Nobody needs another opinion

Just before Christmas a colleague asked me why I hadn’t written anything on here for a while. Whilst I was obviously aware that I hadn’t, I was surprised when I looked back and saw that it had been around three months. As someone who had previously written once a week, my writing during the pandemic had started to slow and then eventually, and intentionally stopped.

When people are dying, people are losing their businesses, families are being kept apart, writing about the importance of strong cultures or leadership felt…well a bit glib. And then all the space for debate in the workplace was filled with vacuous debates around hybrid working which, any objective view would tell you, is the least pressing issue for anyone running an organisation.

Frankly, I came to the conclusion that the last thing I or anyone else needed was another opinion.

A bit of time and space and I can’t help thinking that I was entirely wrong, we have never needed a diversity of opinion more. The problem is our ability to convey opinions sensibly and our reluctance to listen to and consider those that are different or challenge our perspective. Immediately jumping into criticism and critique, rather than embracing curiosity and asking questions. I know I am, and I think others are are, prone to falling into that trap.

Our thinking, decision making our choices and our ideas can only be improved by taking into account the widest range of perspectives. Whether that is in our teams, in our businesses, around board tables or in broader societal debates. Listening to different views or perspectives that are held sincerely and expressed respectfully is an undeniable strength, particularly when they challenge our beliefs or long held perspectives. The moment we think, “well they would say that”, we’ve shelved our curiosity.

But in order to consider the widest range of perspectives, we need people to feel confident they can express freely and openly those opinions. We need to value independence and creativity and avoid the trap of slipping into group think and soundbites. We need to be careful in the language that we use ourselves and to others and when we do come across something we find uncomfortable, we need to be willing to ask more and assert less.

Add to this the inevitable social media pile on when someone tries to outline a different opinion particularly about any of the “golden topics” – flexibility, diversity, executive pay, working practices, trust, employee responsibilities to name but a few – and you end up with the type of anodyne debate that serves no-one well and leaves many silently frustrated. And what is perhaps worse, is we give those that shout the loudest the false impression that everyone thinks the same, encouraging them to raise their voices even further.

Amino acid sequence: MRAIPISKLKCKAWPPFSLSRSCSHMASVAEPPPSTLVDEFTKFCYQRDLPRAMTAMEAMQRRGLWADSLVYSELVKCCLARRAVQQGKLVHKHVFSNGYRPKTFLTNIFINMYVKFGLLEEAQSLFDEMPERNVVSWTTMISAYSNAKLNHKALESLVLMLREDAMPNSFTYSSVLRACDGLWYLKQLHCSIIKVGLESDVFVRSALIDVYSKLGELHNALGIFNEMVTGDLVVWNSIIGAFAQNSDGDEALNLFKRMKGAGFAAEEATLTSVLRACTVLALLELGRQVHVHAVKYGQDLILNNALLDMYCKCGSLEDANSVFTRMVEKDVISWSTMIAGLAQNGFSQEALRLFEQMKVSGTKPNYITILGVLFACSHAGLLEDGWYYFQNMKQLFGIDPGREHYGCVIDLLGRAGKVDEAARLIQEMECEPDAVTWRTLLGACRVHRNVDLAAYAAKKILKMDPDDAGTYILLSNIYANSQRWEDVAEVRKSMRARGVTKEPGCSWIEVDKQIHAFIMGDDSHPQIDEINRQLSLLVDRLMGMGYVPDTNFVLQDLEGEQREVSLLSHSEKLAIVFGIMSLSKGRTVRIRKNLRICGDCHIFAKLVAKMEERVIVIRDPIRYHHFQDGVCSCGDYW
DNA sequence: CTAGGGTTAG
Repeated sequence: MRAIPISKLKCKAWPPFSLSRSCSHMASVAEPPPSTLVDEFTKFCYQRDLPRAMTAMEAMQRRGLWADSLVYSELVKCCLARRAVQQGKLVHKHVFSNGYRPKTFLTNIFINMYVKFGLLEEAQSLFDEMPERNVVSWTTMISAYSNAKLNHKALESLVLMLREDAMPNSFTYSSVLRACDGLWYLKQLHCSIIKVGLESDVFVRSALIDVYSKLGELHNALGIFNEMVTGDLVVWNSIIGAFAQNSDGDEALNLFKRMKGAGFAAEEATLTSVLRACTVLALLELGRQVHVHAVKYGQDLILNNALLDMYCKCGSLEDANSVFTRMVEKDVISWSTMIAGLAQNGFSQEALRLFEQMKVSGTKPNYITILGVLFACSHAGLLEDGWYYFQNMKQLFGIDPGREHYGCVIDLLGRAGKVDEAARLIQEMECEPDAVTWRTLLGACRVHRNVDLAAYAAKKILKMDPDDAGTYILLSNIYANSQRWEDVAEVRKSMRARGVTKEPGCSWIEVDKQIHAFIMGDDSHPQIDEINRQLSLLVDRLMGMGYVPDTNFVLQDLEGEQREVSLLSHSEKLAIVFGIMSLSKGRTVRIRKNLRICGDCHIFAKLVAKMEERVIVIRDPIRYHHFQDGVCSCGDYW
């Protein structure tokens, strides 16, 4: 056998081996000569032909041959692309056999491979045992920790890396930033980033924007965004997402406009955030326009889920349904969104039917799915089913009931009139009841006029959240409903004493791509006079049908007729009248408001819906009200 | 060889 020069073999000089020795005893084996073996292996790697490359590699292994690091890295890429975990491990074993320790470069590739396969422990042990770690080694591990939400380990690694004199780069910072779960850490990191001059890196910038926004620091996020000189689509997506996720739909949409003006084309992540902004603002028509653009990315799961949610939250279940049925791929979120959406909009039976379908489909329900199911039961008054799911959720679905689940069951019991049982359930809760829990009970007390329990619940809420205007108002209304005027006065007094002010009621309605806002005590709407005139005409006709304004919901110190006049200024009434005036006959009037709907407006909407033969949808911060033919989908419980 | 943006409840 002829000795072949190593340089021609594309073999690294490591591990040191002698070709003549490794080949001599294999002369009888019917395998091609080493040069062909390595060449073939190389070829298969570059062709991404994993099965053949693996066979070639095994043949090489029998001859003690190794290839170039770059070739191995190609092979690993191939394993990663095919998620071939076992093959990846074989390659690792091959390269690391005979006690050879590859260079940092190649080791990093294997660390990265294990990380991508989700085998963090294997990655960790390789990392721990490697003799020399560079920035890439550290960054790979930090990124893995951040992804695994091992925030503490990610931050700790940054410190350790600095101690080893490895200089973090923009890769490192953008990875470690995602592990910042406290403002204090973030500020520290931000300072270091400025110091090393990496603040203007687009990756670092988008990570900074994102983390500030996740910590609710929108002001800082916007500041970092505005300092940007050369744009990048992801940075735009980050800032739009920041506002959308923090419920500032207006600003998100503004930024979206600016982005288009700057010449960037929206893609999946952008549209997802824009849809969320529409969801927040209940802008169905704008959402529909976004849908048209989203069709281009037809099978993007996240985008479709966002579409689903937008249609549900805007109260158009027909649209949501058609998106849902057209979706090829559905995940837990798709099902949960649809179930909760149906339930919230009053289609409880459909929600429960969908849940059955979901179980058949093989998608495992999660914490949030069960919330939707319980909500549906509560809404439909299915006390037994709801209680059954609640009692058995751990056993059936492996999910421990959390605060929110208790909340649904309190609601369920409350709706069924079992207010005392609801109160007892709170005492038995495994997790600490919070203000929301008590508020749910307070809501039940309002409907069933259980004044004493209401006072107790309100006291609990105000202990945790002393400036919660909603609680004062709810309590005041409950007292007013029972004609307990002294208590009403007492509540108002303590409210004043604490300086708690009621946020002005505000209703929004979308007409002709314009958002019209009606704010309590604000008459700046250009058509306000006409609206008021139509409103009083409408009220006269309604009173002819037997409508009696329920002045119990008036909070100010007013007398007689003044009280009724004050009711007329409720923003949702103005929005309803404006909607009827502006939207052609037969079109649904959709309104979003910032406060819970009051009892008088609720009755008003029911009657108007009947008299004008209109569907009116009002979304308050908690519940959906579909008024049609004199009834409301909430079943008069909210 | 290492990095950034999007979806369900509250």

So as my little self coaching session concludes; I need to take more time to listen to genuinely held and respectfully made views that challenge me, likewise I need to have the courage to express views responsibly that might challenge others and I need to silence the noise of those that don’t want to enter into a genuine conversation but instead want to simply point score.

Let’s see how we go.

Give me a break

It’s that time of year again when we’re all starting, or thinking about starting, our Christmas break. The jumpers have been worn, the sherry drunk and the Christmas misdemeanours almost, ALMOST forgotten. It’s time for a break. A well earned rest.

And yet, whilst we all yearn for a break, I’m not so sure we give each other the same respect.

Meetings scheduled for the first couple of days back, reports sent on the last day before the holidays, actions completed and requirements passed on.

Because we need to get this off our list, off our backs and settle down for a Christmas break.

The thing is, have you thought about the person that you’re sending that email on to? The one that receives that report the day they are due to go on holiday, or has an important meeting land in the diary for their first day back?  Is this about getting things off your list, or do things really need to happen?

Are you making sure that those around you have a decent break too?

And it isn’t just about our work. What about those people working in the shops, for the courier firms, keeping our transport system going, our lights on and our internet working? Answering our calls and dealing with our queries, helping us to…..well switch off.

As you go away for your well deserved break, ask yourselves what you could do to give other people a break. At work, at home, when you’re out shopping, or dealing with that last minute issue. How do you want them to feel over the holidays, how do you want them to wake up on Christmas day?

Respect isn’t a once a year phenomenon, but once a year we can focus on how we can do more.

Enjoy your break and let other people around you enjoy it too. They may be working, but it doesn’t mean you have to make their lives harder. They may be off, but it doesn’t mean you need to make sure they’re thinking about the return.

Take a break and give others a break too.

It’s what we all deserve.

I’ll be back in the New Year with more ramblings and general grumpiness. Until then.

Peace out.